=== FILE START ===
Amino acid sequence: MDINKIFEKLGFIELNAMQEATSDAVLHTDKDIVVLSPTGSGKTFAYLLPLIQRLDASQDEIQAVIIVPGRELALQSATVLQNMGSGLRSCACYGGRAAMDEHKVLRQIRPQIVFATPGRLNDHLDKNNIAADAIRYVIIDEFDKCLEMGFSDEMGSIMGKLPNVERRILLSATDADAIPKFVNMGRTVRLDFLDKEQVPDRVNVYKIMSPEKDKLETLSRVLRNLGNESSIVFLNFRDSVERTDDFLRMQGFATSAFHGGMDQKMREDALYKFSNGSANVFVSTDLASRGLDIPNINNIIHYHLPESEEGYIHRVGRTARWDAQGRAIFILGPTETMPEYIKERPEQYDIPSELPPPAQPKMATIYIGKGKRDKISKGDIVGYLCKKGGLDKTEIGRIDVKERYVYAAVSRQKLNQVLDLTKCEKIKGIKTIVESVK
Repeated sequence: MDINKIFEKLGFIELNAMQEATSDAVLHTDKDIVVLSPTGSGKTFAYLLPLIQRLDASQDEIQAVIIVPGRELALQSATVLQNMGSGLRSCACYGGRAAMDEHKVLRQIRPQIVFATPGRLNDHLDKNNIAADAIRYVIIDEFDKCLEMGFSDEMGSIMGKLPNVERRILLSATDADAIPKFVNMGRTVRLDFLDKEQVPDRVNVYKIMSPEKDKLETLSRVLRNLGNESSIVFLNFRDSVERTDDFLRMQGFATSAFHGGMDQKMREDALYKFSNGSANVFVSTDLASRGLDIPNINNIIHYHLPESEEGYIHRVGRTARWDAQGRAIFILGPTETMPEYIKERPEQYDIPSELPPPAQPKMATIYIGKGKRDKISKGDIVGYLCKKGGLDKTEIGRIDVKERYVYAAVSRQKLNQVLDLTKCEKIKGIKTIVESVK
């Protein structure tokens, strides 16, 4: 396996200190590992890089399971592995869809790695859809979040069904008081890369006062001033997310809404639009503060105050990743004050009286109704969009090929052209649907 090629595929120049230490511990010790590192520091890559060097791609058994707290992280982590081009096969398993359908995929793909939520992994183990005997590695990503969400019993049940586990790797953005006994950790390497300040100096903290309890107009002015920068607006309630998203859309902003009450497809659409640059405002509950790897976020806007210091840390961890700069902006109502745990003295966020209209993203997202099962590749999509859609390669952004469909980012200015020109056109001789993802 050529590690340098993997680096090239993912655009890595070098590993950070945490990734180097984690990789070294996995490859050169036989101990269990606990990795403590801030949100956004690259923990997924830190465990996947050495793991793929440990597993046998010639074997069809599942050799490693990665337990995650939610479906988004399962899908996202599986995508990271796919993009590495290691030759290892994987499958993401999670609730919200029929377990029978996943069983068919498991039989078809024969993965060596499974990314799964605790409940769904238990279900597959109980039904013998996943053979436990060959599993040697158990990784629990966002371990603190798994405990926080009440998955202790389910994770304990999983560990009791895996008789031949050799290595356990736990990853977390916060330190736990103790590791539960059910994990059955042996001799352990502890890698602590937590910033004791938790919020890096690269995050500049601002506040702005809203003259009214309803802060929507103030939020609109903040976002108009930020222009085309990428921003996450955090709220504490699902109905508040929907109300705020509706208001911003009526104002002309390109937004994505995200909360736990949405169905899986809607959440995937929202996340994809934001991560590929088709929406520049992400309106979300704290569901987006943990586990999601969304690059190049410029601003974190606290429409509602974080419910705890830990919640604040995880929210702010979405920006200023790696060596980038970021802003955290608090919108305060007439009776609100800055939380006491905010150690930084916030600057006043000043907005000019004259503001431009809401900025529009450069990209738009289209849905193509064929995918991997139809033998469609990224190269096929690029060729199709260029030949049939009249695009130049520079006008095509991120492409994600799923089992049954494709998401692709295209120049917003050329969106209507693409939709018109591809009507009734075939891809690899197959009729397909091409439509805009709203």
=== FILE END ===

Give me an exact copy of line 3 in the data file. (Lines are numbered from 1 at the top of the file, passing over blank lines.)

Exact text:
């Protein structure tokens, strides 16, 4: 396996200190590992890089399971592995869809790695859809979040069904008081890369006062001033997310809404639009503060105050990743004050009286109704969009090929052209649907 090629595929120049230490511990010790590192520091890559060097791609058994707290992280982590081009096969398993359908995929793909939520992994183990005997590695990503969400019993049940586990790797953005006994950790390497300040100096903290309890107009002015920068607006309630998203859309902003009450497809659409640059405002509950790897976020806007210091840390961890700069902006109502745990003295966020209209993203997202099962590749999509859609390669952004469909980012200015020109056109001789993802 050529590690340098993997680096090239993912655009890595070098590993950070945490990734180097984690990789070294996995490859050169036989101990269990606990990795403590801030949100956004690259923990997924830190465990996947050495793991793929440990597993046998010639074997069809599942050799490693990665337990995650939610479906988004399962899908996202599986995508990271796919993009590495290691030759290892994987499958993401999670609730919200029929377990029978996943069983068919498991039989078809024969993965060596499974990314799964605790409940769904238990279900597959109980039904013998996943053979436990060959599993040697158990990784629990966002371990603190798994405990926080009440998955202790389910994770304990999983560990009791895996008789031949050799290595356990736990990853977390916060330190736990103790590791539960059910994990059955042996001799352990502890890698602590937590910033004791938790919020890096690269995050500049601002506040702005809203003259009214309803802060929507103030939020609109903040976002108009930020222009085309990428921003996450955090709220504490699902109905508040929907109300705020509706208001911003009526104002002309390109937004994505995200909360736990949405169905899986809607959440995937929202996340994809934001991560590929088709929406520049992400309106979300704290569901987006943990586990999601969304690059190049410029601003974190606290429409509602974080419910705890830990919640604040995880929210702010979405920006200023790696060596980038970021802003955290608090919108305060007439009776609100800055939380006491905010150690930084916030600057006043000043907005000019004259503001431009809401900025529009450069990209738009289209849905193509064929995918991997139809033998469609990224190269096929690029060729199709260029030949049939009249695009130049520079006008095509991120492409994600799923089992049954494709998401692709295209120049917003050329969106209507693409939709018109591809009507009734075939891809690899197959009729397909091409439509805009709203």